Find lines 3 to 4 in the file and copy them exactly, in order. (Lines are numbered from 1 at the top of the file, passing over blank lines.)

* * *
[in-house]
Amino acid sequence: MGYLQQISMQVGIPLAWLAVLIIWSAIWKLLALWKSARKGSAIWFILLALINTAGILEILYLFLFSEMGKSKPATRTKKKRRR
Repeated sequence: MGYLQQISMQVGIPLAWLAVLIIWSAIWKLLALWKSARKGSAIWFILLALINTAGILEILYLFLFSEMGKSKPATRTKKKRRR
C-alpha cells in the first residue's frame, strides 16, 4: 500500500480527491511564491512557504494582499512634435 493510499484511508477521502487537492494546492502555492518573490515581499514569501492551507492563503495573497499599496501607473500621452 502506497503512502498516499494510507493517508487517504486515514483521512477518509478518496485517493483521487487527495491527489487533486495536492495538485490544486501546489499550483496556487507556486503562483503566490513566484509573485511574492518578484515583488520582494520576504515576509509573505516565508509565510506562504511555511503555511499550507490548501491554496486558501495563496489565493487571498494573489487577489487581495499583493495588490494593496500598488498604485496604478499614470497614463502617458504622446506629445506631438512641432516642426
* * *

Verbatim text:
Repeated sequence: MGYLQQISMQVGIPLAWLAVLIIWSAIWKLLALWKSARKGSAIWFILLALINTAGILEILYLFLFSEMGKSKPATRTKKKRRR
C-alpha cells in the first residue's frame, strides 16, 4: 500500500480527491511564491512557504494582499512634435 493510499484511508477521502487537492494546492502555492518573490515581499514569501492551507492563503495573497499599496501607473500621452 502506497503512502498516499494510507493517508487517504486515514483521512477518509478518496485517493483521487487527495491527489487533486495536492495538485490544486501546489499550483496556487507556486503562483503566490513566484509573485511574492518578484515583488520582494520576504515576509509573505516565508509565510506562504511555511503555511499550507490548501491554496486558501495563496489565493487571498494573489487577489487581495499583493495588490494593496500598488498604485496604478499614470497614463502617458504622446506629445506631438512641432516642426